• How can we be critical of any article extolling the virtues of sausage? Despite a fairly disorganized structure, Leah A. Zeldes waxes poetic on kielbasa — which, it turns out, is a general word used to identify any polish sausage, the multitudinous varieties of which span the decision tree of pork, veal, lamb, and chicken, and then go off to a finish: they can be cured, smoked, air-dried, roasted, poached, steamed, or just used as-is. Additionally, rumor has it that in 1964 the Polish government “issued a 760-page manual that detailed recipes for 119 “official” sausages.” And if anyone out there gets us a copy of that manual, we will love you forever.
• Local eating bedamned, we love us some watermelon. The perennially interesting Lisa Donovan takes us inside the world of the PureHeart seedless watermelon, a tiny spherical miracle of botany developed by the California-based Dulcinea Farms. It will be in grocery stores until November, it has plans to soon be available year-round, and it does not care one whit how unnatural you think that is.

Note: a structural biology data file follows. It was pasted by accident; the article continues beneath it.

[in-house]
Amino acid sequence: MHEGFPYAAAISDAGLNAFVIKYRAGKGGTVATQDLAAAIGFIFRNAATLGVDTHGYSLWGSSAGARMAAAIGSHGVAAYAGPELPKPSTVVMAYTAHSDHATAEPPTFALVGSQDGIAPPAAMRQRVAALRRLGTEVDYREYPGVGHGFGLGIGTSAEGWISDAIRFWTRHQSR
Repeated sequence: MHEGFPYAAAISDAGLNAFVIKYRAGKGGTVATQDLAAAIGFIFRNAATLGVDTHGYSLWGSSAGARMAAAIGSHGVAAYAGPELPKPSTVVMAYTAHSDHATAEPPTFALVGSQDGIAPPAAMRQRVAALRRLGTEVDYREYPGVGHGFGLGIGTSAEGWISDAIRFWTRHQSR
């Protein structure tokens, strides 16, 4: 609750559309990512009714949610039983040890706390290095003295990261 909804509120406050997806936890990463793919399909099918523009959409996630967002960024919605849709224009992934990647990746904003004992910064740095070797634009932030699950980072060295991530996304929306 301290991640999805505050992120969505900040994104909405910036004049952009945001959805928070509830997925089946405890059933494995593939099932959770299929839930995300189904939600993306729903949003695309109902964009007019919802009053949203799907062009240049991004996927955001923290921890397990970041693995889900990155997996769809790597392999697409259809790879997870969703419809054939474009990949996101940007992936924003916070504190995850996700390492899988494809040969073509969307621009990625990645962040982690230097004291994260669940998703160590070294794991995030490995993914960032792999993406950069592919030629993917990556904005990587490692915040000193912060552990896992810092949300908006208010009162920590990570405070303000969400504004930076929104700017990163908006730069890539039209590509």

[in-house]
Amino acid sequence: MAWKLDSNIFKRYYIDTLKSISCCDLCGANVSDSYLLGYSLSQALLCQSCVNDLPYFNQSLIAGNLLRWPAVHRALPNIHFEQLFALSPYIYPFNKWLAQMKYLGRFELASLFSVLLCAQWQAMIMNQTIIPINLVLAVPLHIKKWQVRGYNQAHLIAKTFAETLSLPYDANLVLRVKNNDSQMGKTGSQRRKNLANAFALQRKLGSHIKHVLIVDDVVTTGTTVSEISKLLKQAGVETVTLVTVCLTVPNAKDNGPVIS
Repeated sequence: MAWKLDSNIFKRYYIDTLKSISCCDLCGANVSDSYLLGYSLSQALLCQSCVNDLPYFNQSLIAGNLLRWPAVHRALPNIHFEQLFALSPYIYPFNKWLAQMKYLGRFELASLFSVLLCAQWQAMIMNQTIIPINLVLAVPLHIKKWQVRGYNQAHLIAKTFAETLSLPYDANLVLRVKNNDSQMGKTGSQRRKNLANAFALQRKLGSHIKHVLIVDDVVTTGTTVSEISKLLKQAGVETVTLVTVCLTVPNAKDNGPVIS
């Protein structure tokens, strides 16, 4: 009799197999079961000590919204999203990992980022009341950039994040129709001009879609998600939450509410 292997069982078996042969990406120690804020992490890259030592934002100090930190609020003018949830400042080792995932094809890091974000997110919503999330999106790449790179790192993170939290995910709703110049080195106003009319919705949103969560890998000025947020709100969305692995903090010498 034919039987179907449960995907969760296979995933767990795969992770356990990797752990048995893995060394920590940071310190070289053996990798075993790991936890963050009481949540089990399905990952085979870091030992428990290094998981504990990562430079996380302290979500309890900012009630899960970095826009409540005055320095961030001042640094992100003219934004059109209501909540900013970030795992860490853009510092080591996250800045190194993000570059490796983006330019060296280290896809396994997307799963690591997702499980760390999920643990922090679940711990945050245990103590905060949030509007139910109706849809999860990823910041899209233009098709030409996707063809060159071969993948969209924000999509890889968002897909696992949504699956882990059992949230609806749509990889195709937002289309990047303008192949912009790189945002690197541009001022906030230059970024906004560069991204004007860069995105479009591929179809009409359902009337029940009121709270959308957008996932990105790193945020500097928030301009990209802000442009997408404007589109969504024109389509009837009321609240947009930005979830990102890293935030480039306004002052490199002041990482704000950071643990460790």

• Roy Yamaguchi, chef of the eponymous Roy’s, discusses the various elements that contribute to a successful dish. It’s all, ultimately, a matter of balance: flavor, texture, and presentation; salty, sweet, sour and bitter. Master the interplay there, and you’re good as gold.
[The PureHeart watermelon, courtesy Dulcinea]